Free speech consists only of what I think is reasonable to say

This is via AP and found in Campus Review: A third of online election news in Sweden ‘junk’: English study. No idea how well those people at Oxford speak Swedish, but this is a very strange story. How would they really know if the information provided was actually “mis-leading” and even more difficult to know, whether these non-factually accurate and biased reports were “deliberate” attempts to mislead? The one certainty, however, is the wish to prevent specific news stories from being read.

One in three news articles shared online about the upcoming Swedish election come from websites publishing deliberately misleading information, most with a right-wing focus on immigration and Islam, Oxford University researchers say.

Their study, published on Thursday, points to widespread online disinformation in the final stages of a tightly contested campaign that could mark a lurch to the right in one of Europe’s most prominent liberal democracies.

The authors, from the Oxford Internet Institute, labelled certain websites junk news, based on a range of detailed criteria. Reuters found the three most popular sites they identified have employed former members of the Sweden Democrats party; one has a former MP listed among its staff.

It was not clear whether the sharing of junk news had affected voting intentions in Sweden, but the study helps show the impact platforms such as Twitter and Facebook have on elections, and how domestic or foreign groups can use them to exacerbate sensitive social and political issues.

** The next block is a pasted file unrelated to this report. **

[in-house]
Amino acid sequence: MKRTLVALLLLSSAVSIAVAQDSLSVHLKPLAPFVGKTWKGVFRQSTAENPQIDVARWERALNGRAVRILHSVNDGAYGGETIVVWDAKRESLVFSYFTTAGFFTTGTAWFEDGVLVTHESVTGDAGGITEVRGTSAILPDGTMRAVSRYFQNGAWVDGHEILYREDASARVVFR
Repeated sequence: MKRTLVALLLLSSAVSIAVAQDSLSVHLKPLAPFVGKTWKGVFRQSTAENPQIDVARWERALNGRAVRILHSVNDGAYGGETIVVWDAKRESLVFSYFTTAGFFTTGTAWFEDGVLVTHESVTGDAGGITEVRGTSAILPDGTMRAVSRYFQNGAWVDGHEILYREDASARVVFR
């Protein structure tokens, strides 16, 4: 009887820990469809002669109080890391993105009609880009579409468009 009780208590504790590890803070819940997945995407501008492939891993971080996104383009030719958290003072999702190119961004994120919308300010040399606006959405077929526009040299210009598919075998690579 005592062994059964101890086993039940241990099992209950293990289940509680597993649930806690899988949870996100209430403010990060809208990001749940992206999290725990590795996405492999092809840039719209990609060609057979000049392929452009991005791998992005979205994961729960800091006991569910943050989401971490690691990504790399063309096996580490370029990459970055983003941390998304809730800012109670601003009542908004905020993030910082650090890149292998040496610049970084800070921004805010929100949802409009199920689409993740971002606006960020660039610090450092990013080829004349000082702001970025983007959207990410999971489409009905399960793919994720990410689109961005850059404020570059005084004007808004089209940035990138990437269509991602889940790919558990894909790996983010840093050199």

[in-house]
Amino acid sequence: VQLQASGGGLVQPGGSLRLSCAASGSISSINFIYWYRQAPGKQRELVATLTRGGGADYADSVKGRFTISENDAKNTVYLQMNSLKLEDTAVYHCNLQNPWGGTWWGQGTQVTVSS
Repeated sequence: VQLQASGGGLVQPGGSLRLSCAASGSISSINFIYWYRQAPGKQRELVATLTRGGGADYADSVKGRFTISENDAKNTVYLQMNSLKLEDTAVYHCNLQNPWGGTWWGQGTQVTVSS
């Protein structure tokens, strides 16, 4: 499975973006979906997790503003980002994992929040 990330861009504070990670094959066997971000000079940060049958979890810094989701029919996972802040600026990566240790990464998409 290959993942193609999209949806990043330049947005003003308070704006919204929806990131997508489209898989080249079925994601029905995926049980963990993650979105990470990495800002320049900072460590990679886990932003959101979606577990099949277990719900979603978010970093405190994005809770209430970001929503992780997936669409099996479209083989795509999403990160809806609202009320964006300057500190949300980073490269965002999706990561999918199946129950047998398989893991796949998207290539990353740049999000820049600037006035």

Prime Minister Stefan Lofven, whose centre-left Social Democrats have dominated politics since 1914 but are now unlikely to secure a ruling majority, told Reuters the spread of false or distorted information online risked shaking “the foundations of democracy” if left unchecked.

The Institute, a department of Oxford University, analysed 275,000 tweets about the Swedish election from a 10-day period in August. It counted articles shared from websites it identified as junk news sources, defined as outlets that “deliberately publish misleading, deceptive or incorrect information purporting to be real news”.

“Roughly speaking, for every two professional content articles shared, one junk news article was shared. Junk news therefore constituted a significant part of the conversation around the Swedish general election,” it said.

A Twitter spokesman declined to comment on the results of the study.

Facebook, where interactions between users are harder to track, said it was working with Swedish officials to help voters spot disinformation. It has also partnered with Viralgranskaren – an arm of Sweden’s Metro newspaper – to identify, demote and counterbalance junk news on its site.

Joakim Wallerstein, head of communications for the Sweden Democrats, said he had no knowledge of or interest in the party sympathies of media outlets. Asked to comment on his party’s relationship with the sites identified by the study, he said he had been interviewed by one of them once.

“I think it is strange that a foreign institute is trying to label various news outlets in Sweden as junk news and release such a report in connection to an election,” he said.

Swedish security officials say there is currently no evidence of a coordinated online attempt by foreign powers to sway the September 9 vote, despite repeated government warnings about the threat.

What could “foreign powers” do that they were not doing themselves. The deep state exists everywhere.

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